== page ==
Power Distance is “the extent to which less powerful members of institutions and organizations within a country expect and accept that power is distributed unequally.” This insight clarified many of the cross-cultural issues that I had faced in South America. It also applies to some of the cross-cultural dynamics we find in the U.S. workplace today.
Cultures that are high in power distance envision their societies as a pyramid with an apex of authority and a broadening base below. They usually accept the idea that some individuals, classes, or families are at the top of the pyramid and the rest are not.
Cultures with low power distance envision the form of their society as something more akin to a pancake, where all members of the society are fundamentally equal. Of course, some people must occupy a leadership function, but they are viewed as inherently equal.
The culture of Latin America is high in power distance. On the other hand, power distance in the Anglo-American culture is among the lowest in the world, meaning that we tend to be less tolerant or accepting of the unequal distribution of power.
This cultural dimension is measured from the point of view of the follower. In other words, it’s not about an autocratic leader imposing his will on his otherwise unwilling followers. People from high power distance cultures want their leaders to make the important decisions. This fits their idea of what a leader should be. In fact, they may become uncomfortable if the leader tries to delegate decisions that, in their view, the leader should make because that is his legitimate role.
People from cultures that have this belief about their leader’s legitimate possession of power and authority also expect the leader to be a good person. The ideal boss, in such cultures, is one with whom the workers feel comfortable and whom they respect. He is a type of benevolent autocrat or father figure.
It’s not just that these cultures see leadership as a position of authority and privilege; they expect to receive benefit from them. When people from high power distance cultures discover that their leader is uncaring or untrustworthy, their expectations are shattered and they may stage a revolt. Followers are usually unwilling to continue in a situation with a leader who does not fit their image of a powerful yet fatherly leader who will both protect and provide for them.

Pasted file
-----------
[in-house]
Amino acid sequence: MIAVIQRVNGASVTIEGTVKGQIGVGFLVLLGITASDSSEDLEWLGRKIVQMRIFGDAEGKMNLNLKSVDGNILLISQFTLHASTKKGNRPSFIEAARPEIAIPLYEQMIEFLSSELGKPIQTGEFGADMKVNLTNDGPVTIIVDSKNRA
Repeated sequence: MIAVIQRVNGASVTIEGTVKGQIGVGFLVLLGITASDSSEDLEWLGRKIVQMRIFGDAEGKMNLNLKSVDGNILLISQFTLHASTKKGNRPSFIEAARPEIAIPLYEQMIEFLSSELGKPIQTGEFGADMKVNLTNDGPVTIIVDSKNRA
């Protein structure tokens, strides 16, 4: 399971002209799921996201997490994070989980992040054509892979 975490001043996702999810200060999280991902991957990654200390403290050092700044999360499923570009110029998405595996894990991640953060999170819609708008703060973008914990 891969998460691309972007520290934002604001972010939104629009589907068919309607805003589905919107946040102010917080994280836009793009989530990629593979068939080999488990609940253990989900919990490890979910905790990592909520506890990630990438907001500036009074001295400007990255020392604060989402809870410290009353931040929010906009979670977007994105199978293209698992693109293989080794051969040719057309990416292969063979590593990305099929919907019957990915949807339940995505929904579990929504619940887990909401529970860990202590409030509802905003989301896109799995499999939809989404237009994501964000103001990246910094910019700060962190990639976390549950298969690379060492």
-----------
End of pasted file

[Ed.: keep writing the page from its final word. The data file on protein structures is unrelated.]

Cultures that have a high respect for authority generally also have a high respect for parents and the elderly. Children learn early to respect their elders and to depend on them. Families from such societies often see it as perfectly normal for that dependence to continue into adulthood where the opinions and will of the parents continue to play a key role when young families make decisions.
Coming from a culture that sees independence from parents as a moral virtue, I must admit that I felt a certain aversion to this characteristic. Cultural differences often provoke these feelings and, the leader may act them out using denigrating labels like “immature” or “paternalistic.”
Many organizations today are moving toward a flatter organizational structure. You can accomplish this by removing unnecessary links in the chain of command and allowing workers to make more decisions.
When working in a high power distance culture, however, such changes can cause confusion and resistance because it does not fit deeply help assumptions about leadership and power. Americans need to be careful about trying to flatten the chain of command merely because this is the latest management fad. You should only attempt it if there are clear signs that the current hierarchy is not working.
Often, the symptoms of a failing organizational structure will include: (1) slow response time, (2) rigidity toward change, (3) internal frustration, and (5) customer alienation. But, if you don’t see these signs, there is no need to attempt to change the cultural respect for hierarchy.
Perhaps the greatest challenge for a leader working in a high power distance culture today is to find the right combination between leading as the people’s cultural models demand and leading according to the leader’s own core values and organizational strategy.
What do you think? Have you experienced different cultural attitudes toward the leader? How have you responded?
 Hofstede, G., and G. J Hofstede. 2005. Cultures organizations, software of the mind: Intercultural cooperation and its importance for survival. 2nd ed. McGraw-Hill.